It's an annual geeky, blogging tradition: share those products and services that have made their way into your daily routines. It's a simple reflection on those experiences that have become meaningful, those that have become less relevant, and those that others find interesting and useful. Mike Arrington used to publish an annual, very simple list of "Products I Cannot Live without": 2009, 2008, 2007, 2006. And like many others, I did the same. It's fun to revisit them and see which habits have stuck and, much more likely, what's changed.

So continuing the tradition - here is a simple, incomplete version of those products I use habitually in 2013... and notice that most of mobile focused and freemium models.

Personal, Work, Utility

Spotify (Premium) I've been a paying subscriber from day one and have always thought that their pay-for-mobile-model is brilliant... it allows users to get hooked through the desktop & web (their web product is a little-known gem), build playlists & favorites on the best and biggest screen available, and then roadblocks mobility. Smart.

Side note: Sean Parker's Hipster International is a great lesson in the power curation. Forbes has a great piece on it.

spotify

Evernote (Premium) Organize the web, your email, images, and so forth. The Chrome extension is fantastically done. And their mobile application suite gives quick access to important documents from any device, anywhere.

Dropbox (Premium) Like Evernote, it's a product that I use multiple times a day - personally and professionally. And like Evernote, it becomes more powerful (and habitual) as I move between different devices and locations. Between products like Evernote, Dropbox, SpaceMonkey, iCloud, Gmail, etc - I could purchase a new computer tomorrow and be fully setup / connected minutes later.

MobileDay Such a simple, time-saving app: one-touch dialing into conference calls.

MobileDay_–_One-Touch_Dial_Into_Any_Conference_Call_On_Your_iPhone_Or_Android

Nike+ Running I have used all of the wearable devices (Jawbone Up, Nike Fuelband, Fitbit) - but, while each is impressive in its own way, I haven't made one part of my daily routine. I continue to come back to the old-reliable Nike+ Running app. The app is well done, relatively accurate, social and fun.

MyFitnessPal Simply and effectively monitor your eating habits and caloric intake. The interface (on iOS and Android) is simple and many foods can be uploaded through bar code scanning. And while MyFitnessPal is part of my daily routine - the power of the application is that it changes your routine. (Note: I am an investor)

ESPN SportsCenter Of course it's a biased habit, but I use the SportsCenter application several times a day for scores, news, and video.

StoryBots This is less about my daily habit - and more about my three-year old son's... but Dillon uses the StoryBots suite of mobile applications almost daily. Their digital books and learning videos are fun and smart. StoryBots is created by JibJab and has a premium, monthly subscription. A great, related read: the New York Times' Babes in Digital Toyland piece over Christmas weekend. (Note: Polaris is an investor)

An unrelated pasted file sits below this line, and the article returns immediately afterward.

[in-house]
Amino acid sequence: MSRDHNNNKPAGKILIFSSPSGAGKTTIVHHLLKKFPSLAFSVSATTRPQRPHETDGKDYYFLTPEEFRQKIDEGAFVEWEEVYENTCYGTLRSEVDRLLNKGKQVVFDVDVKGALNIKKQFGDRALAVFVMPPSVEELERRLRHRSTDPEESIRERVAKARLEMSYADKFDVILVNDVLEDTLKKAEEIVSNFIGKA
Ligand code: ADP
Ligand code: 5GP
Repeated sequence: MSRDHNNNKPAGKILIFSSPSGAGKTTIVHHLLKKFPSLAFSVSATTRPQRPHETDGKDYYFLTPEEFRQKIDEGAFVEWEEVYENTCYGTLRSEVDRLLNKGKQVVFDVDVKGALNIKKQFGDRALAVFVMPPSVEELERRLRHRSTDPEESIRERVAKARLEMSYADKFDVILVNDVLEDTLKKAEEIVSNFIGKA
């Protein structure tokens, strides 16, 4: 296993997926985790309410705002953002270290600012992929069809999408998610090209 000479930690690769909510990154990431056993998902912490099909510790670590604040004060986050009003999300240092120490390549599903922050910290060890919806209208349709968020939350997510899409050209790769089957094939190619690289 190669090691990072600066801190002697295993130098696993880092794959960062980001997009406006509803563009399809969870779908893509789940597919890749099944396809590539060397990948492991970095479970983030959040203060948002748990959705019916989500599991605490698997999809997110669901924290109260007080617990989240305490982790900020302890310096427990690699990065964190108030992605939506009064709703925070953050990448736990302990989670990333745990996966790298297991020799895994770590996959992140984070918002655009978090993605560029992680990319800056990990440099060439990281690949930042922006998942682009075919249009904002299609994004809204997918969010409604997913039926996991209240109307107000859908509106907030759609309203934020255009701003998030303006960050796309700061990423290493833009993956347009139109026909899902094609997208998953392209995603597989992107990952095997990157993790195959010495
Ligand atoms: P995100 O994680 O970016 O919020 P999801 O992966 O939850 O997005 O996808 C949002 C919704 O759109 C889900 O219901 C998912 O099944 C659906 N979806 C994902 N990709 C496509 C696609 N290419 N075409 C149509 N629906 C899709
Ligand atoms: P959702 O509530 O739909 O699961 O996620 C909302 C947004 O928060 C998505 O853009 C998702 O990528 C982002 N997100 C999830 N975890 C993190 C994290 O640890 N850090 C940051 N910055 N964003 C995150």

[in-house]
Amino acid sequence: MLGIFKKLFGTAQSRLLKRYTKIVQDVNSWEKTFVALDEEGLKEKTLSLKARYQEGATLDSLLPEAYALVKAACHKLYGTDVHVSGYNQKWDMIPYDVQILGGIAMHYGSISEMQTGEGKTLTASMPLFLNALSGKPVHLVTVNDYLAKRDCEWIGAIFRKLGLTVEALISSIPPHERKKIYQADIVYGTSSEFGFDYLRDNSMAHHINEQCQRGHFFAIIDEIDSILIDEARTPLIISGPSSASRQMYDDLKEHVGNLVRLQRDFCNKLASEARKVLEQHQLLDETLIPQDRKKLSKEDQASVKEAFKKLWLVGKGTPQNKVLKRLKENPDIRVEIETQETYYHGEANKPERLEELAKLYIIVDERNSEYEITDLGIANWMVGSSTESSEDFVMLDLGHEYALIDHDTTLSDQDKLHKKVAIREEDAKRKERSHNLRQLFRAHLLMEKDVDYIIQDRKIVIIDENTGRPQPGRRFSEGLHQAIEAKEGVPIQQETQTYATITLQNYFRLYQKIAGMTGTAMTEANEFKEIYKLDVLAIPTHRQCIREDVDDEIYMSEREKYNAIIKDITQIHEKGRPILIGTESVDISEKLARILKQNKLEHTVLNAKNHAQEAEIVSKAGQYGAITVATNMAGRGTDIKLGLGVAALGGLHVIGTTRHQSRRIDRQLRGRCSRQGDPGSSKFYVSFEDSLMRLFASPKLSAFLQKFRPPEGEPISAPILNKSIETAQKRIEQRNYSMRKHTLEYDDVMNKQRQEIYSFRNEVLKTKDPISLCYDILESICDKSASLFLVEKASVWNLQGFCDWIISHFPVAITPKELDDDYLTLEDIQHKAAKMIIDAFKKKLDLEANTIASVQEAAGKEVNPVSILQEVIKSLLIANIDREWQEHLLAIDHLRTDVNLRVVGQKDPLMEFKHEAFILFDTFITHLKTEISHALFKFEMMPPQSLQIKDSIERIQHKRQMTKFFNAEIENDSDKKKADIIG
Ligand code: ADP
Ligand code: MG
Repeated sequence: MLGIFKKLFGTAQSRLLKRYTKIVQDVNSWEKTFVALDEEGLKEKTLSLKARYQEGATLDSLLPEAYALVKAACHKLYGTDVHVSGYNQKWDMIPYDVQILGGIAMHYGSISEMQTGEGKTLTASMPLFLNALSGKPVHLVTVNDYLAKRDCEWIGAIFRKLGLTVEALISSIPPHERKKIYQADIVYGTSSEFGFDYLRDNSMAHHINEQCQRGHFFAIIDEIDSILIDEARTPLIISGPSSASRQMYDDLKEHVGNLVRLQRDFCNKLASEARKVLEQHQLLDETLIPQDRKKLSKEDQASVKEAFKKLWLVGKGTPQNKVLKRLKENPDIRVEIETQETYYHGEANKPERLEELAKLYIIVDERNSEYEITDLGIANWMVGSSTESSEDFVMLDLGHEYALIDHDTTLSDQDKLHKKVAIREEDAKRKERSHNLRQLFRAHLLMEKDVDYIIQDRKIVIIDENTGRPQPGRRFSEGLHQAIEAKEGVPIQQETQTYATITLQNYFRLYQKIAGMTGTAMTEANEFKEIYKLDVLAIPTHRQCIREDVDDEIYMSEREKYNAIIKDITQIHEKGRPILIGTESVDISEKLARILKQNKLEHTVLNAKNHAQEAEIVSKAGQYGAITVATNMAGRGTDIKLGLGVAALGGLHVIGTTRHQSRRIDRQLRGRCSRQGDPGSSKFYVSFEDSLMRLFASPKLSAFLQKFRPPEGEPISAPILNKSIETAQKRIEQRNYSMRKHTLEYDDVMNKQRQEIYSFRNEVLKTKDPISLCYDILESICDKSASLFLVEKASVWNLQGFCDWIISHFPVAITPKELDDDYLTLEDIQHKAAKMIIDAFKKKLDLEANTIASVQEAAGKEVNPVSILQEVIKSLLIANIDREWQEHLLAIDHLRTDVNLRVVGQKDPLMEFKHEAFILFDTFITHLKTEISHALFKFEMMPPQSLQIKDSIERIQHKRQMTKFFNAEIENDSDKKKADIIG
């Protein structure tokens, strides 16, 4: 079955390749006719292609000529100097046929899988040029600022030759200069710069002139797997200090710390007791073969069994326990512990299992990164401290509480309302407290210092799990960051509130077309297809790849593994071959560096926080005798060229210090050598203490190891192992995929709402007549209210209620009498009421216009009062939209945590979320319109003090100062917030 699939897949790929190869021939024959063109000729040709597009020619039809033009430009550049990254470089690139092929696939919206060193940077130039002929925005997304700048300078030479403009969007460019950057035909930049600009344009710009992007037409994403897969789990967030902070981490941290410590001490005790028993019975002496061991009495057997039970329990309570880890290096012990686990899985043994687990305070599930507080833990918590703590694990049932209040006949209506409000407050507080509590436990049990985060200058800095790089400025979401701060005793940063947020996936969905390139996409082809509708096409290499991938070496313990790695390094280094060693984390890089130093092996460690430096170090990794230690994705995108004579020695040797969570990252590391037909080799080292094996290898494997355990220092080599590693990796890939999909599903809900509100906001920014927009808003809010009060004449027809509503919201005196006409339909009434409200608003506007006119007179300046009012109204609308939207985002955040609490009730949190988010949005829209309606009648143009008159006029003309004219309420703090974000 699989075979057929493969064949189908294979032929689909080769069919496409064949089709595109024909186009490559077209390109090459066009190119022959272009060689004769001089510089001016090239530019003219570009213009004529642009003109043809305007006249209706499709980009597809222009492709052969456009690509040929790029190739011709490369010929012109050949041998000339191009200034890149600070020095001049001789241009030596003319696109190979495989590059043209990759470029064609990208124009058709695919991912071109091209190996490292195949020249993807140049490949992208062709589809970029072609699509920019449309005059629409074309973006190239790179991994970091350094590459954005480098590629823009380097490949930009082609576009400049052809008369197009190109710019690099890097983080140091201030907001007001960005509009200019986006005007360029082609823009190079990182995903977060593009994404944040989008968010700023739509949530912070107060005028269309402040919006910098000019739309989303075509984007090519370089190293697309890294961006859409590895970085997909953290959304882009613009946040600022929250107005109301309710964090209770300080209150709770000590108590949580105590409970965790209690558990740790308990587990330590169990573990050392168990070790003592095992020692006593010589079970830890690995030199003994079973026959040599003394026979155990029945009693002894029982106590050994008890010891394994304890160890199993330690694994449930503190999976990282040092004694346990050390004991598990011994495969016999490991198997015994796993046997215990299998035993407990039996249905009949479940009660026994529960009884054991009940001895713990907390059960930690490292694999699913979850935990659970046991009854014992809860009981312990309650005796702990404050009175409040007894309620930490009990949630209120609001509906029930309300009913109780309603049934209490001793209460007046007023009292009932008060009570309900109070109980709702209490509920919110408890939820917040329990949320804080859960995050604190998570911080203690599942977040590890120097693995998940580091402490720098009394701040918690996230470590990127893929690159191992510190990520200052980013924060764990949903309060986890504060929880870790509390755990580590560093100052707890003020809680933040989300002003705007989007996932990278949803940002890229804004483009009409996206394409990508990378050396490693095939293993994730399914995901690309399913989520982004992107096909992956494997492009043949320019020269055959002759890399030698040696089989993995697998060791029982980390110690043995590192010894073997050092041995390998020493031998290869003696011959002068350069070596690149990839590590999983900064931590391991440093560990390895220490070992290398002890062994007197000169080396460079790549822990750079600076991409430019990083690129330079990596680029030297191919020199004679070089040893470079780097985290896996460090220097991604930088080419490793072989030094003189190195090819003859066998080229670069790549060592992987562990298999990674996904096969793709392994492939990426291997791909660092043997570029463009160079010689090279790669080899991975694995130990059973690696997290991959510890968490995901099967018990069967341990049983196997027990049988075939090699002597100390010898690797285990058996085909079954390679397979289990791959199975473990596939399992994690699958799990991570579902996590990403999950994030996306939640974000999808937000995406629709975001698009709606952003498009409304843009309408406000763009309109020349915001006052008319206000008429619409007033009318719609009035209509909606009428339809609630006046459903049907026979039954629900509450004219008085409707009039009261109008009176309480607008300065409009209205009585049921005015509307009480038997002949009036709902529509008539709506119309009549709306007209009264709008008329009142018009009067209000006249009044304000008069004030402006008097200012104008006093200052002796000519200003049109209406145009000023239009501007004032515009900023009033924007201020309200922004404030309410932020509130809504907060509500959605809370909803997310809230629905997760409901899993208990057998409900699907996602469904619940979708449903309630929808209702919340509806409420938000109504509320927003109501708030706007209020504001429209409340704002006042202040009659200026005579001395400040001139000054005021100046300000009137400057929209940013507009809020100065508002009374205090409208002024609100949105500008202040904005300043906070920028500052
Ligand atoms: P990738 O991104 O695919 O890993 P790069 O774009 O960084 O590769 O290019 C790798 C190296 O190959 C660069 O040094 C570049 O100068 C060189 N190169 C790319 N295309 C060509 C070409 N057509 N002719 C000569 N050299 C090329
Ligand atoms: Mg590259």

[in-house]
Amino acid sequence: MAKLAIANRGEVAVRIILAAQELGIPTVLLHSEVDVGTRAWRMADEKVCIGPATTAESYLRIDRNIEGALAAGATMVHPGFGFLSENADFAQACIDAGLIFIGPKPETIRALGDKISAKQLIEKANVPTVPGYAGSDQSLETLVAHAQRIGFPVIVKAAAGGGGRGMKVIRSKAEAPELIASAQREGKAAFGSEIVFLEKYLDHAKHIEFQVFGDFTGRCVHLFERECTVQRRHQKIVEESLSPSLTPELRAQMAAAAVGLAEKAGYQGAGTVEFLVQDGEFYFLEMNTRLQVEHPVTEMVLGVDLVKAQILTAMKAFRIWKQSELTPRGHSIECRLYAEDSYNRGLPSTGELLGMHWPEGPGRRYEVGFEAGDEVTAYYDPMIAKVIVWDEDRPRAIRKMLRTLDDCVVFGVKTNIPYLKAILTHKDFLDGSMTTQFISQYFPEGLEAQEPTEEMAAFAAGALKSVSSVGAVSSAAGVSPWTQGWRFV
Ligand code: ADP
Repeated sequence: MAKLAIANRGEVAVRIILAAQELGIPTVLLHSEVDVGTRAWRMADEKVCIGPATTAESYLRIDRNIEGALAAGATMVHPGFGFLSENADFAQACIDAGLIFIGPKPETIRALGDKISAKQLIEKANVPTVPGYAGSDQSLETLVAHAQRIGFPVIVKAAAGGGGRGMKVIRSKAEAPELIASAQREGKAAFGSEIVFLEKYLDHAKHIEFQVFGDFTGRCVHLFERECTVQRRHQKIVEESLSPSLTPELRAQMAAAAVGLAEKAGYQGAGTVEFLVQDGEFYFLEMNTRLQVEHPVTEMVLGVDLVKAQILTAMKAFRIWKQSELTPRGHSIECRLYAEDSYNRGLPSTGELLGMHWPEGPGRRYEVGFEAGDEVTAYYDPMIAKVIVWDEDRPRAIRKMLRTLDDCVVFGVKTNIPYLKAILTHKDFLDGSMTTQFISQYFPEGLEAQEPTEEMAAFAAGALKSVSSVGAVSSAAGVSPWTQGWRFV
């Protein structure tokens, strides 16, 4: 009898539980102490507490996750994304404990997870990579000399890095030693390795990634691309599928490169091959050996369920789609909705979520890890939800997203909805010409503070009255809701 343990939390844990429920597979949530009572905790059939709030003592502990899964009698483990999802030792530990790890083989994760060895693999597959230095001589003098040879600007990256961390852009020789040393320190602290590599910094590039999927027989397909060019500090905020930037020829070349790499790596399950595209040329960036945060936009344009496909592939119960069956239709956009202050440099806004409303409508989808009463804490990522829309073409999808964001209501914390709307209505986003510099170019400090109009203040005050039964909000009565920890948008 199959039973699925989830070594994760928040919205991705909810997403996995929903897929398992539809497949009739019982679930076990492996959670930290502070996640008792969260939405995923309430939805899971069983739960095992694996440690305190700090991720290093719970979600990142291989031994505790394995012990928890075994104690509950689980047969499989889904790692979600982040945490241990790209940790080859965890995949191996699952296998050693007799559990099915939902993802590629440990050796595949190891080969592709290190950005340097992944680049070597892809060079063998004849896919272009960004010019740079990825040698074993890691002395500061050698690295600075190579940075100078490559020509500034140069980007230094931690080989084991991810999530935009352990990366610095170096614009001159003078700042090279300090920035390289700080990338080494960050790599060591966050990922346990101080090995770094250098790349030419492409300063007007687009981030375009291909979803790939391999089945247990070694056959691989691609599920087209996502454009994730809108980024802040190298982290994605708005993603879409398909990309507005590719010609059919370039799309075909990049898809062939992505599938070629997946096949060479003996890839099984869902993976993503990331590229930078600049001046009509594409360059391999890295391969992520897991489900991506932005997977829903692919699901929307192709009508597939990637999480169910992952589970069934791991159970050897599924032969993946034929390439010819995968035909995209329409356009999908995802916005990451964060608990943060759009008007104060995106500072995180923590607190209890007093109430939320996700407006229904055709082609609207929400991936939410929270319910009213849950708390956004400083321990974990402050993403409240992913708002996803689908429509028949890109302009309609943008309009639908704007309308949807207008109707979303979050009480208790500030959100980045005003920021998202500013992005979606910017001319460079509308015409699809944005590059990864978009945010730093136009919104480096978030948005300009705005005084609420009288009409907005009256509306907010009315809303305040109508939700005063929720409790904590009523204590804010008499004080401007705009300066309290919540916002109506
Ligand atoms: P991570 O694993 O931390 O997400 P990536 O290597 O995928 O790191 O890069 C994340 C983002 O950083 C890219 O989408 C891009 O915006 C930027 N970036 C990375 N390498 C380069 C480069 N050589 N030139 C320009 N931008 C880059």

storybots

Amazon Prime (paid) Our house runs on Prime... and has for years. From diapers to foods to gadgets. And based on holiday 2013, 20m other households now run on Prime too.

Also: Amazon's Instant Video (free with Amazon Prime) is a remarkably under-the-radar, under-appreciated service. The library rivals that of other services and the kids content is really expansive.

TestFlight (paid) A necessary, efficient tool to provision access to application builds. We use TestFlight internally and externally - from testing to PR. Similarly, I use TestFlight to test and play with friends' or portfolio's applications.

Proto.io (paid) There are several tools available for quick prototyping... About a year ago I played around with Proto.io and have been actively using it since. Really intuitive and simple way to craft quick prototypes, distribute them and collect feedback. Excellent product.

Proto_io_-_Silly-fast_mobile_prototyping_

Jot Pro I do a lot of light-weight product sketching on my iPad and have gravitated to the Jot Pro stylus by Adonit. It's sturdy, accurate, and cheap. I tend to use the Noteshelf iPad application... but anything will do. Side note: Adonit and Evernote have teamed up on a new stylus... I have not played with it yet, but it looks intriguing.

Skitch (an Evernote Product) I use Skitch multiple times per day - almost always via the the Mac OS app - although the Chrome Extension does the job as well. It's a simple, effective way to do quick screenshots, light-weight editing, and sharing. The Evernote integration easily saves images to specific folders (although it can be a memory hog if you're not a premium user).

Social